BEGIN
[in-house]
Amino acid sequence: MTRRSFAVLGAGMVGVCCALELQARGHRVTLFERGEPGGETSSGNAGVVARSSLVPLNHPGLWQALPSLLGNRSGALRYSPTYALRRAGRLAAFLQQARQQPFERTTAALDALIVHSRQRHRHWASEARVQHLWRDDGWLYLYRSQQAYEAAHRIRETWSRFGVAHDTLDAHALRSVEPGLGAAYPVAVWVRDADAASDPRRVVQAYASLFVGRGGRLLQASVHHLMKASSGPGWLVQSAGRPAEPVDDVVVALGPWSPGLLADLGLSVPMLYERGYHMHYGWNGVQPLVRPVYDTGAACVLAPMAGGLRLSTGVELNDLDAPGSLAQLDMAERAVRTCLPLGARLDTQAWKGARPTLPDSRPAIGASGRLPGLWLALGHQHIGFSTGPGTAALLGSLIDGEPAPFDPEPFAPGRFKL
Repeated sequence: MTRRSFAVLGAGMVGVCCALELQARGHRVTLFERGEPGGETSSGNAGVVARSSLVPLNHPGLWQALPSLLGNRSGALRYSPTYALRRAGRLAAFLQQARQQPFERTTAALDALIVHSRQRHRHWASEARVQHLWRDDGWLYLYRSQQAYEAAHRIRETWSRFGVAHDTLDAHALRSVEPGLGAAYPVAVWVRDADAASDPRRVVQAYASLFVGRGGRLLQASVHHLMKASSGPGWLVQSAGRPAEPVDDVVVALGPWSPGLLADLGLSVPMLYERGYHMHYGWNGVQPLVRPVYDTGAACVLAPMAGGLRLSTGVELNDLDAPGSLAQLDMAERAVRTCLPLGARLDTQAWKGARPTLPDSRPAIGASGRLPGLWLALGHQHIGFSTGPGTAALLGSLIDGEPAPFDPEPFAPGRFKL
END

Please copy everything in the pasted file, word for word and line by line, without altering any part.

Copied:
[in-house]
Amino acid sequence: MTRRSFAVLGAGMVGVCCALELQARGHRVTLFERGEPGGETSSGNAGVVARSSLVPLNHPGLWQALPSLLGNRSGALRYSPTYALRRAGRLAAFLQQARQQPFERTTAALDALIVHSRQRHRHWASEARVQHLWRDDGWLYLYRSQQAYEAAHRIRETWSRFGVAHDTLDAHALRSVEPGLGAAYPVAVWVRDADAASDPRRVVQAYASLFVGRGGRLLQASVHHLMKASSGPGWLVQSAGRPAEPVDDVVVALGPWSPGLLADLGLSVPMLYERGYHMHYGWNGVQPLVRPVYDTGAACVLAPMAGGLRLSTGVELNDLDAPGSLAQLDMAERAVRTCLPLGARLDTQAWKGARPTLPDSRPAIGASGRLPGLWLALGHQHIGFSTGPGTAALLGSLIDGEPAPFDPEPFAPGRFKL
Repeated sequence: MTRRSFAVLGAGMVGVCCALELQARGHRVTLFERGEPGGETSSGNAGVVARSSLVPLNHPGLWQALPSLLGNRSGALRYSPTYALRRAGRLAAFLQQARQQPFERTTAALDALIVHSRQRHRHWASEARVQHLWRDDGWLYLYRSQQAYEAAHRIRETWSRFGVAHDTLDAHALRSVEPGLGAAYPVAVWVRDADAASDPRRVVQAYASLFVGRGGRLLQASVHHLMKASSGPGWLVQSAGRPAEPVDDVVVALGPWSPGLLADLGLSVPMLYERGYHMHYGWNGVQPLVRPVYDTGAACVLAPMAGGLRLSTGVELNDLDAPGSLAQLDMAERAVRTCLPLGARLDTQAWKGARPTLPDSRPAIGASGRLPGLWLALGHQHIGFSTGPGTAALLGSLIDGEPAPFDPEPFAPGRFKL